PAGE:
Tuesday, May 19th, 2009

For National Chiropractic Care Week 2009 (May 18-24), the South Australian branch of the Chiropractors Association of Australia (CAASA) says "walk tall".

"You don't need to be a leggy model to turn heads," says CAASA President Dr Zoe Love.

“Next time you’re walking down the mall, take note of the people who look good – they’re not the ones slouching along. People who are hunched over don’t just look unattractive, they look sad – and it is likely they are suffering discomfort or even pain, which does not contribute to an attractive facial expression.”

Dr Love says that poor posture can be caused by a variety of stressors, from habit and physical stress through to chemical or emotional imbalances. She adds that the fashion for extremely high heels may be momentarily attractive, but can cause a legion of problems.

“High heels cause short-term discomfort and long term problems,” Dr Love says. “When you are standing in high heels, it’s as if you’re standing on your tiptoes. Your body is thrown forward, so in order to stand up straight you have to over extend the lower back. This forces wearers to stoop, roll the shoulders and crane the neck – not a good look!”

To tackle poor posture, you need to remove obvious stressors and check if there are any underlying spinal problems.

Through their five-year university training, chiropractors can provide specialist care, exercises, healthy lifestyle advice and information regarding the “big picture” of back pain.

“Chiropractic care offers a safe, proven, and effective drug free choice in spinal health, care,” said Dr Love. “Chiropractic can help you get to the cause of your pain and most importantly, it helps you to maintain your long term spinal health and maximise the body’s overall health and performance.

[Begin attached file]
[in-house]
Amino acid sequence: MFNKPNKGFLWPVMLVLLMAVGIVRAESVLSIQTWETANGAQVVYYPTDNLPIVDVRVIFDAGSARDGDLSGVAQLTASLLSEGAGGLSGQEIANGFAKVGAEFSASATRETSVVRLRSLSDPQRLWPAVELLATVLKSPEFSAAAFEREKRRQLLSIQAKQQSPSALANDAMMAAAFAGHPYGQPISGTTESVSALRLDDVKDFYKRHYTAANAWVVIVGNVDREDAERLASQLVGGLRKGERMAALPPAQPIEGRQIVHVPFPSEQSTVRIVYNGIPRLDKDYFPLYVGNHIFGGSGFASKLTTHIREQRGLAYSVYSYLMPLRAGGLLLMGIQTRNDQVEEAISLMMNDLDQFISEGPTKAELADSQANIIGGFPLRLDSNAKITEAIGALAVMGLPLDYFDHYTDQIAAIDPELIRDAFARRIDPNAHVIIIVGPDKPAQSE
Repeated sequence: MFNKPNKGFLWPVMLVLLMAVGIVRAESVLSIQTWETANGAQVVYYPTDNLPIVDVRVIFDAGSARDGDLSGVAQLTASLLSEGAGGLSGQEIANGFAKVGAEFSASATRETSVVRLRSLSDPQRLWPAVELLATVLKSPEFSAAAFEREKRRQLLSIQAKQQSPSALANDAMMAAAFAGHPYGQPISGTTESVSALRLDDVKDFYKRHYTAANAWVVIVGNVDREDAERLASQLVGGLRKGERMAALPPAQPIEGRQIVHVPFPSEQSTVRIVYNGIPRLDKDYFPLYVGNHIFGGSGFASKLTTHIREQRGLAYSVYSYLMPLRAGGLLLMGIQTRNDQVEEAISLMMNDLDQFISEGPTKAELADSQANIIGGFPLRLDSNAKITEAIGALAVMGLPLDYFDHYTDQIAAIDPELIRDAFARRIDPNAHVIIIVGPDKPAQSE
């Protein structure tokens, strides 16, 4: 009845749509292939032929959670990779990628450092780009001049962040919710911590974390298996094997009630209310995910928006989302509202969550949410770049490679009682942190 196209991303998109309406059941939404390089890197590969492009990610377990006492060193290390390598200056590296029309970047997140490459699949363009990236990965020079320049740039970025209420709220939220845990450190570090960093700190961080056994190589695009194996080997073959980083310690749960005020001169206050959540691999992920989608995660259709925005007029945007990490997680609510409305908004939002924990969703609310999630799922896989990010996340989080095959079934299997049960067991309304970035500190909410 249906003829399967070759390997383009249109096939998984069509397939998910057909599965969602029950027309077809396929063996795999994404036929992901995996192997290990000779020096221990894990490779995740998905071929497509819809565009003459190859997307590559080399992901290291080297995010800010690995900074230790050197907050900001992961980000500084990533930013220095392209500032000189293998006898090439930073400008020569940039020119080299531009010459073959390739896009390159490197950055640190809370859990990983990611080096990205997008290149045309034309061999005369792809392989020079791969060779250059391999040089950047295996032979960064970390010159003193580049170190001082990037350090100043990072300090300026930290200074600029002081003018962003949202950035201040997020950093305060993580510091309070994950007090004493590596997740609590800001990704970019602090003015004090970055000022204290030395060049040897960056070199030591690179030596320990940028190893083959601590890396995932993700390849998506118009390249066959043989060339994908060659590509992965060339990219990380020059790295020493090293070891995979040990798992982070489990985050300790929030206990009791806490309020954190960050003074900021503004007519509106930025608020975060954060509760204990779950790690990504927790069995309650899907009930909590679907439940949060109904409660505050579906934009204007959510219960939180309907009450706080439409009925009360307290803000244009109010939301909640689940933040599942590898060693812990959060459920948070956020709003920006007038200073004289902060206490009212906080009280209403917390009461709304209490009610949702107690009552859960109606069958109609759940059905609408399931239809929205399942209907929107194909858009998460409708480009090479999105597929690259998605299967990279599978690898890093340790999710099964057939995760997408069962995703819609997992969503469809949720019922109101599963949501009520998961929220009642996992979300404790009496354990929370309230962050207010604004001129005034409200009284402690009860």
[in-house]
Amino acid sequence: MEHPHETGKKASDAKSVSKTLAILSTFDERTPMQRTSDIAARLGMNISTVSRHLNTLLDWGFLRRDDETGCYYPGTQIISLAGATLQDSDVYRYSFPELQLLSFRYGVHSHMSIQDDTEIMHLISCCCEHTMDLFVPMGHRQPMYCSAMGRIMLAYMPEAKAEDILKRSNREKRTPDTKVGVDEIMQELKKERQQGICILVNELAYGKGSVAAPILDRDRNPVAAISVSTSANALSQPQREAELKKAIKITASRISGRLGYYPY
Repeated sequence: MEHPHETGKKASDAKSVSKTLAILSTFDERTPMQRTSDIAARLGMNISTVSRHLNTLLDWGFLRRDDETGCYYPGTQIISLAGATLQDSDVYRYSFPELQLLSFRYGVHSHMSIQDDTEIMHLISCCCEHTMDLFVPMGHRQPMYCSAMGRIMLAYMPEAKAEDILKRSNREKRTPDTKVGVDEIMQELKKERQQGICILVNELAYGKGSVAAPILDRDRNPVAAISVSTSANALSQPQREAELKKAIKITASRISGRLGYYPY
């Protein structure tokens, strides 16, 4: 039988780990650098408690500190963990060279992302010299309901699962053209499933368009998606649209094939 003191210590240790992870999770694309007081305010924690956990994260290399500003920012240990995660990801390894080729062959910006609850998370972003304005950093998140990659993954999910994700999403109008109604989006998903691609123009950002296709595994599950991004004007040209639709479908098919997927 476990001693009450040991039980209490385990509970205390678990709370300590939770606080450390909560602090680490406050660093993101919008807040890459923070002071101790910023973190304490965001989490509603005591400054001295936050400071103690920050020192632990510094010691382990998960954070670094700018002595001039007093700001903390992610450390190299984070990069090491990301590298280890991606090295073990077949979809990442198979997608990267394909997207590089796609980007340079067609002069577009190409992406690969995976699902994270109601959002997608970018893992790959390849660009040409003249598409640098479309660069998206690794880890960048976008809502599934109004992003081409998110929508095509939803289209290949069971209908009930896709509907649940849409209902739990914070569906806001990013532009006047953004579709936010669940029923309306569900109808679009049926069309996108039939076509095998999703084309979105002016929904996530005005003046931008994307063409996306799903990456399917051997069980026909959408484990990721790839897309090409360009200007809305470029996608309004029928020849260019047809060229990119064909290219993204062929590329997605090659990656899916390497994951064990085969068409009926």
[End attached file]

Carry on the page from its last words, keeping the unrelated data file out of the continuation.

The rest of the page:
“Not only can chiropractic provide pain relief, it corrects dysfunction in the nervous system and musculoskeletal system, enabling individuals to unlock their full health potential.”

As part of National Chiropractic Care Week 2009, the CAA has developed a free ”Big Picture” booklet on spinal health, to provide great information to Australians and help them lead healthy lives.

Throughout May, selected chiropractors from the CAA will also offer free spinal assessments and will be on hand to provide expert advice on how to maintain your spinal health.

For more information on National Chiropractic Care Week 2009 visit www.chiropractors.asn.au/thebigpicture or contact the CAA hotline toll-free on 1800 075 003.

About the Research
2009 Australia’s Back Pain: Commissioned by the Chiropractors’ Association of Australia (National) and conducted by Square Holes. The research looked at Australians experience with back pain including prevalence, attributed causes, treatments and lifestyle habits. The Australia’s Back Pain research was conducted using a sample size of 600 with interviews conducted in every major capital city making it statistically reliable for the population size. The research carries a +/- 4% margin of error, which is within accepted industry guidelines.

Media Contact: Leila Henderson 0414 69 70 71 for interviews and information.

Contact Profile

the Chiropractors Association of Australia, South Australia (CAASA)

Members of the Chiropractors Association of Australia SA (CAASA) are registered, primary contact health professionals who undertake a minimum of five years of university training across three government universities in Australia.

Chiropractors usually work in their own private practice or in clinics with other healthcare professionals. They may also act as allied health consultants in areas including occupational health and safety, sport, rehabilitation, health insurance assessment and medico-legal advising.

Their philosophy is that "Wellness is a lifelong process of assuming personal responsibility that empowers the individual to exercise choice, make informed decisions and take action towards a more balanced, dynamically sustainable and fulfilling existence in all dimensions of life."
Leila Henderson
P: 0414 69 70 71
W: www.caasa.com.au


Slouching is not a good look and could indicate your spinal health is not all it could be, says the SA Chiropractors Association President Dr Zoe Love.



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